Really concerned, world heading to a Cold War era, says UN chief
United Nations chief has said he is “really very concerned” as the world is heading to a time reminiscent of the Cold war era in the wake of the tensions between US and Russia and called for putting precautions in place to guarantee effective communication and prevent escalation.
His comments came after the Trump administration this week ordered the expulsion of 60 Russians from the US over the alleged poisoning of ex-double agent Sergei Skripal in the UK on March 4.
Of the 60 expelled, 12 are intelligence operatives from the Russian Mission to the UN who have been accused of abusing their privilege of residence in the United States.
“I am really very concerned. I think we are coming to a situation that is similar, to a large extent, to what we lived during the Cold War but with two very important differences,” UN secretary General Antonio Guterres said in response to questions by reporters on the US announcement to expel Russian UN diplomats and could a new Cold War be developing.
Guterres said in the Cold War, there were clearly two superpowers with a complete control of the situation of two areas in the world.
“Now, we have many other actors that are relatively independent and with an important role in many of the conflicts that we are witnessing, with risks of escalation that are well known,” he said.
He pointed out that during the Cold War, there were mechanisms of communication and control in place to avoid the escalation of incidents and to make sure that things would not get out of control when tensions would rise.
But with those mechanisms now dismantlement, it is time “for precautions of this sort, guaranteeing effective communication, guaranteeing capacity to prevent escalation. I do believe that mechanisms of this sort are necessary again.”
On how optimistic is he over the summit between South Korea and North Korea, the Secretary General said he is “very encouraged” by the announcement of the inter-Korean summit.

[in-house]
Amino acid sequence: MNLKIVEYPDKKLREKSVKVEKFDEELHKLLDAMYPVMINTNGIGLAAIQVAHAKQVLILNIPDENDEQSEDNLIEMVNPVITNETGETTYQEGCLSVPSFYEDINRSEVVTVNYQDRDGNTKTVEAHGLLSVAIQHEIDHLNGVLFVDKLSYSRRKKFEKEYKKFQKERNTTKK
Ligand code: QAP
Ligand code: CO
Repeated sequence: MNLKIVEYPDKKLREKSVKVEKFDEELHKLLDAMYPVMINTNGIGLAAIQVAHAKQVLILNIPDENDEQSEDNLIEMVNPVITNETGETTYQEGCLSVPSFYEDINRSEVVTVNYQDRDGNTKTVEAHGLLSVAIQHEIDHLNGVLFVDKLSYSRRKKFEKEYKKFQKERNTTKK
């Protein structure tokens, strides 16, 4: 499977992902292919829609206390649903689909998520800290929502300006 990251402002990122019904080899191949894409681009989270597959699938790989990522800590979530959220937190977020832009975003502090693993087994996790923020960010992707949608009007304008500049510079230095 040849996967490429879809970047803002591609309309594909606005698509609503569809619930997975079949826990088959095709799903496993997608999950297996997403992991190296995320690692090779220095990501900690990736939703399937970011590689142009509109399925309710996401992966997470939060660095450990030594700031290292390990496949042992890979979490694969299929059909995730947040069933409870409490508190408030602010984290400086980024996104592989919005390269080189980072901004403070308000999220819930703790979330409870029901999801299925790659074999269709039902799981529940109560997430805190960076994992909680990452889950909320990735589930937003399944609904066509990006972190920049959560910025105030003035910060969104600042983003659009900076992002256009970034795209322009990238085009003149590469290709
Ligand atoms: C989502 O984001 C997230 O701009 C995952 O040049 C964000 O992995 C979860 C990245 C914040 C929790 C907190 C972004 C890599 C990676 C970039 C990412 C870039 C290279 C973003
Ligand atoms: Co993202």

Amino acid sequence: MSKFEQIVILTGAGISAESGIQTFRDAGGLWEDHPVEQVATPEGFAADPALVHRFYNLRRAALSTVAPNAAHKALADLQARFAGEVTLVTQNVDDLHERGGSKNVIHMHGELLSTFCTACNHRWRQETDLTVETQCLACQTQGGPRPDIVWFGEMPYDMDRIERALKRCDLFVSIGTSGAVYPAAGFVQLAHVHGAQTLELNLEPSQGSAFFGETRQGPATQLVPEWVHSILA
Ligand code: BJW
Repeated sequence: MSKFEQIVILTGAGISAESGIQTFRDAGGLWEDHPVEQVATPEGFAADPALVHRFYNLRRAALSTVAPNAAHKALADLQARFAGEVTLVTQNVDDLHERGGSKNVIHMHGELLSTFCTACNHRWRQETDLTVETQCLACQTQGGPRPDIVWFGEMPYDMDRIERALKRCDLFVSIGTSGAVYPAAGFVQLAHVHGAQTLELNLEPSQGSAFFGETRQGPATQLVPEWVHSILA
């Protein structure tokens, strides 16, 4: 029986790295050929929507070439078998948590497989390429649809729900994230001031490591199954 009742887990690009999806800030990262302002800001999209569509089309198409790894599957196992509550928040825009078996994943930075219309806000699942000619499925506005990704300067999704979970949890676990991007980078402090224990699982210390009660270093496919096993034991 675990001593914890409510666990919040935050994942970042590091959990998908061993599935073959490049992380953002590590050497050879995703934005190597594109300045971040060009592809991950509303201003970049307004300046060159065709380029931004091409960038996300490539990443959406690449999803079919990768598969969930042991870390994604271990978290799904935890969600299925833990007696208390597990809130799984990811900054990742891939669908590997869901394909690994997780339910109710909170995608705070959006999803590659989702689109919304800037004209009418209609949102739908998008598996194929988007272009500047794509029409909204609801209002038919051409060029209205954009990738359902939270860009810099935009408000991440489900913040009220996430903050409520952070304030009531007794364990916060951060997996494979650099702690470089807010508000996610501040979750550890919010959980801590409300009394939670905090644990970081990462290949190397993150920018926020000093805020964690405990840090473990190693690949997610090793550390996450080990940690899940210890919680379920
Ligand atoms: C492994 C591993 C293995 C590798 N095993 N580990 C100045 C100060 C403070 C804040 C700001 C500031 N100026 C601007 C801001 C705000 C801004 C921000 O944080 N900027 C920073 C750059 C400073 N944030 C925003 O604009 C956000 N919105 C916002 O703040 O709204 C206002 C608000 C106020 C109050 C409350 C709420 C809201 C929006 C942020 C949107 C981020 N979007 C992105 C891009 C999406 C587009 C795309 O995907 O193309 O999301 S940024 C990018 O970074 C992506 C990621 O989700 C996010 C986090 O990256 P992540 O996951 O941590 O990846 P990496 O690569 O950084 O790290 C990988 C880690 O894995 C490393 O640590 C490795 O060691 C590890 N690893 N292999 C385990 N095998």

He said he is “very happy” that it was possible in the visit to North Korea by Under-Secretary-General for Political Affairs Jeffrey Feltman for the UN to make very clearly the case that a resumption of dialogues between the North and the South of the Peninsula was needed to reach the peaceful denuclearisation of the Korean Peninsula.
The UN chief had met in PyeongChang both the North Korean delegation and as well as South Korean President Moon Jae In and had encouraged them as much as possible to move in these two directions.
“I was extremely encouraged by the recent visit of the leader of the North Korea to China, and I think China is, of course, a very important contributor to a solution in this region,” he said referring to the surprise visit by Kim Jong-un to Beijing this week.
“I believe that, in this world where, unfortunately, so many problems seem not to have a solution, I think there is here an opportunity for a peaceful solution to something that, a few months ago, was haunting us as the biggest danger we were facing,” he said, a reference to the escalation of tensions over North Korea’s nuclear programme.
Health officials in South Korea on Wednesday approved the country's first domestically developed COVID-19 vaccine for people 18 years or older, adding another public health tool in the fight against a prolonged pandemic.
Sri Lankan doctors and other medical staff as well as teachers will take to the streets on Wednesday to demand that the government solve a severe fuel shortage at the heart of the South Asian country's worst economic crisis in decades. The government, left with only enough fuel to last about a week, on Tuesday restricted supplies to essential services, like trains, buses and the health sector, for two weeks.
The chief of the outlawed Tehreek-e-Taliban Pakistan has said there won't be a dissolution of or surrender by the group even if the peace talks with the Pakistan government succeeds. In a video released by TTP, its chief, Mufti Noor Wali Mehsud, who has been leading the peace talks for the group, revealed that former Director-General of ISI and Core Commander Peshawar (Gen) Faiz Hameed has been representing the Pakistan government.
As international officials and journalists waited for the world leaders at the NATO summit venue on Tuesday, what baffled them was to find 'Russian Salad' on the in-house restaurant menu -- especially as at the summit, Russia was expected to be labelled as a 'security threat' due to its invasion of Ukraine. The dish was also sold out within hours.
Two days after at least 18 people were killed after Russian missiles struck a shopping mall containing more than 1,000 people in the central city of Kremenchuk in Ukraine, president Volodymyr Zelensky accused the Russian president of becoming a “terrorist”. The war between Russia and Ukraine has been going on for over four months now. He further urged Russia's expulsion from the United Nations.